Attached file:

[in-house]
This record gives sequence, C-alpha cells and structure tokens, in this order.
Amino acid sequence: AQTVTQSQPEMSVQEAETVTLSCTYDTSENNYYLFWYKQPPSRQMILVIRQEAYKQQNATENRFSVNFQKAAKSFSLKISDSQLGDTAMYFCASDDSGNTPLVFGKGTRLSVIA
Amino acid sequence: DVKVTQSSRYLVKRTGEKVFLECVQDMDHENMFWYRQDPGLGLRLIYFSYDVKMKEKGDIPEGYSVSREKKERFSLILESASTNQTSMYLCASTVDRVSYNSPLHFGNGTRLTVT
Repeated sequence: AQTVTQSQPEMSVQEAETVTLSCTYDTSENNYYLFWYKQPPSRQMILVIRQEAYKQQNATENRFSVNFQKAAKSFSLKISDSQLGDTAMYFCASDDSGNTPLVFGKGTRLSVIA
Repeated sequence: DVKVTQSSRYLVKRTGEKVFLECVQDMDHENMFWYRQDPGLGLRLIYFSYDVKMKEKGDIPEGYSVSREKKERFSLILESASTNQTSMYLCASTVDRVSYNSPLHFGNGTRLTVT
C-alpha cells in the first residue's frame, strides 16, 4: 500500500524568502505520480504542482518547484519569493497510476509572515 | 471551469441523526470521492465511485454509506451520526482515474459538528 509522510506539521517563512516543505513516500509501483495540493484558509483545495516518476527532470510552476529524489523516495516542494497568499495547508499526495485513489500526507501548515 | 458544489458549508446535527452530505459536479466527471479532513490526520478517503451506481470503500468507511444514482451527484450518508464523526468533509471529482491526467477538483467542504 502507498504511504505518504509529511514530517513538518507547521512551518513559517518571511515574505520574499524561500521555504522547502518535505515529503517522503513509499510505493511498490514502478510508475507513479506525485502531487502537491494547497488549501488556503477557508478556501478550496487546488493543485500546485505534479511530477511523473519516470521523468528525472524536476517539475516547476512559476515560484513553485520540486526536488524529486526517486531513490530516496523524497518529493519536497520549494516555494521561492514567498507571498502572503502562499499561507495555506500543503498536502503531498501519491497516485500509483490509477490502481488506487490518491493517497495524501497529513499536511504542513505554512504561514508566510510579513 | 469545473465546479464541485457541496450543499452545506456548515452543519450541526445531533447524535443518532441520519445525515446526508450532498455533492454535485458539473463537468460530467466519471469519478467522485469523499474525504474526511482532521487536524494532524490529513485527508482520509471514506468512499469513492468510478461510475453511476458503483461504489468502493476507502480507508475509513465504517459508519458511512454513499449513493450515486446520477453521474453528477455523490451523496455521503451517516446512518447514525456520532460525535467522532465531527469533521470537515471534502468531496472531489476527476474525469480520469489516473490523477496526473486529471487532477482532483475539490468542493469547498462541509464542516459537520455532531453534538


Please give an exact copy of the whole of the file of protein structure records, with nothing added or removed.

[in-house]
This record gives sequence, C-alpha cells and structure tokens, in this order.
Amino acid sequence: AQTVTQSQPEMSVQEAETVTLSCTYDTSENNYYLFWYKQPPSRQMILVIRQEAYKQQNATENRFSVNFQKAAKSFSLKISDSQLGDTAMYFCASDDSGNTPLVFGKGTRLSVIA
Amino acid sequence: DVKVTQSSRYLVKRTGEKVFLECVQDMDHENMFWYRQDPGLGLRLIYFSYDVKMKEKGDIPEGYSVSREKKERFSLILESASTNQTSMYLCASTVDRVSYNSPLHFGNGTRLTVT
Repeated sequence: AQTVTQSQPEMSVQEAETVTLSCTYDTSENNYYLFWYKQPPSRQMILVIRQEAYKQQNATENRFSVNFQKAAKSFSLKISDSQLGDTAMYFCASDDSGNTPLVFGKGTRLSVIA
Repeated sequence: DVKVTQSSRYLVKRTGEKVFLECVQDMDHENMFWYRQDPGLGLRLIYFSYDVKMKEKGDIPEGYSVSREKKERFSLILESASTNQTSMYLCASTVDRVSYNSPLHFGNGTRLTVT
C-alpha cells in the first residue's frame, strides 16, 4: 500500500524568502505520480504542482518547484519569493497510476509572515 | 471551469441523526470521492465511485454509506451520526482515474459538528 509522510506539521517563512516543505513516500509501483495540493484558509483545495516518476527532470510552476529524489523516495516542494497568499495547508499526495485513489500526507501548515 | 458544489458549508446535527452530505459536479466527471479532513490526520478517503451506481470503500468507511444514482451527484450518508464523526468533509471529482491526467477538483467542504 502507498504511504505518504509529511514530517513538518507547521512551518513559517518571511515574505520574499524561500521555504522547502518535505515529503517522503513509499510505493511498490514502478510508475507513479506525485502531487502537491494547497488549501488556503477557508478556501478550496487546488493543485500546485505534479511530477511523473519516470521523468528525472524536476517539475516547476512559476515560484513553485520540486526536488524529486526517486531513490530516496523524497518529493519536497520549494516555494521561492514567498507571498502572503502562499499561507495555506500543503498536502503531498501519491497516485500509483490509477490502481488506487490518491493517497495524501497529513499536511504542513505554512504561514508566510510579513 | 469545473465546479464541485457541496450543499452545506456548515452543519450541526445531533447524535443518532441520519445525515446526508450532498455533492454535485458539473463537468460530467466519471469519478467522485469523499474525504474526511482532521487536524494532524490529513485527508482520509471514506468512499469513492468510478461510475453511476458503483461504489468502493476507502480507508475509513465504517459508519458511512454513499449513493450515486446520477453521474453528477455523490451523496455521503451517516446512518447514525456520532460525535467522532465531527469533521470537515471534502468531496472531489476527476474525469480520469489516473490523477496526473486529471487532477482532483475539490468542493469547498462541509464542516459537520455532531453534538